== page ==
Extracurricular: BRWC FrightFest Review
Derek (Keenan Tracey) and Ian Gordon (Spencer Macpherson) are brothers, they’re also straight A students who love hanging out with their friends, Jenny (Britanny Teo) and Miriam (Britanny Raymond). Together they have a great time and they’re favourite pastime? Planning and carrying out the murders of innocent people.
The local sheriff, Alan (Luke Goss) is blissfully unaware of the teenager’s extracurricular activities, but during an investigation that goes deeper than he initially realised, Alan decides to reopen some old cases that may lead him closer to the band of killers. With its original premise, Extracurricular puts its audience right in the mix of its protagonists who would usually be the villains. The film forces the audience to watch as the main characters happily discuss their previous murders and takes the audience along for the ride as the murders are committed.
There is never really any reasonable explanation given as to why the teenagers do what they do, so their motives are left to the audience to decide. Is it a commentary on disaffected youth? Is there a lack of direction and discipline for the teens? Or is this just another thing to tick off on their list of achievements? Who knows, it could even be those pesky video games. Director Ray Xue paints a picture in his film of high school movies gone by, the premise clearly being a distant cousin to Heathers, but with an uncomfortable twist that makes the viewer feel more like an accomplice than merely an observer.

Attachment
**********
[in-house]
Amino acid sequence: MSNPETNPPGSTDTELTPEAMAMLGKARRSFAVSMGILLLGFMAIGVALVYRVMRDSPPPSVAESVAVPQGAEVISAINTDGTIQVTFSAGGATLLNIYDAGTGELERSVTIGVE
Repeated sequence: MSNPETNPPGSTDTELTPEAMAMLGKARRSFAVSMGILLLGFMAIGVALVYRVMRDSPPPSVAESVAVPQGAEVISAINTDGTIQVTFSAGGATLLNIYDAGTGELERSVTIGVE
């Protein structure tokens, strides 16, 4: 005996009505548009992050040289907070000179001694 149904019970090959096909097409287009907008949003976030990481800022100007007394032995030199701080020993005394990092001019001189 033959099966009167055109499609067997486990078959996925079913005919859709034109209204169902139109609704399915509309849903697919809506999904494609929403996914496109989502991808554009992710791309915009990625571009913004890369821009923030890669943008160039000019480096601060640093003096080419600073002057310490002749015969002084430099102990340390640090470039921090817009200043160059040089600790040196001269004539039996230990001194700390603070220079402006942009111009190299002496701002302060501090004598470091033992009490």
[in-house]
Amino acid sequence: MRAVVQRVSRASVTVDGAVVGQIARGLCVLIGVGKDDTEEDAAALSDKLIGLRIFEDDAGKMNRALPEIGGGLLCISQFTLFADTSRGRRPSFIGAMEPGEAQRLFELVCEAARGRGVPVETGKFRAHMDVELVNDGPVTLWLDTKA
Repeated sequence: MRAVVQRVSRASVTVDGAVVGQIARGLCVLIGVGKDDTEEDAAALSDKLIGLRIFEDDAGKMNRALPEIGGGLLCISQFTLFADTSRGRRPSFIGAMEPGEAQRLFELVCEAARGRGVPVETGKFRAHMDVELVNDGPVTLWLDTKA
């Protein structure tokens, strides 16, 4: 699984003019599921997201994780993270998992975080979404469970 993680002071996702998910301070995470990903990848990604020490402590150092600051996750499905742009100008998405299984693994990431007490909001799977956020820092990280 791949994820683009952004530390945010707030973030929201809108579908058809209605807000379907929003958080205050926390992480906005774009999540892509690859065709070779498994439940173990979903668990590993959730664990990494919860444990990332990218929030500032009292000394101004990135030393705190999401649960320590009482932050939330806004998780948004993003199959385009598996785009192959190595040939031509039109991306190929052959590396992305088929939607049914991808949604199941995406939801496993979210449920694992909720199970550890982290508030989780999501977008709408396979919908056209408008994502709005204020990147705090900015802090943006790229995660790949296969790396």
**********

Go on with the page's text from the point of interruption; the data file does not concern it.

The scenes of the brutal murders are well executed (pun not intended) and the discomfort makes the audience question why they are even watching such brutality, but not so much that they want to stop. The film is full of twists and turns as the killing spree continues and the group’s friendships are called into question. As things go wrong, the audience discovers who among the overachievers is willing to do whatever it takes to succeed.
However, there are issues with the film’s lack of characterisation. Apart from Miriam, none of the others are particularly sympathetic, only leaving the audience with the knowledge of the people they have killed and the terrible things they are going to do. There also doesn’t really feel like there’s a lot of chemistry between the leads and I believe that’s down to the script. If there was more to pad out their relationships and the audience got to know them better then perhaps, they would have understood their motives or even grew to like them despite the atrocities that occur.
Extracurricular stays gripping and has lots things to keep its audience interested. A bit of subtext certainly wouldn’t have hurt the film, as the audience doesn’t really get the opportunity to connect with its cast, but in the end, there are enough shocks to thrill horror fans. Maybe some of the audience will even question the nature of the slasher movies they enjoy so much.
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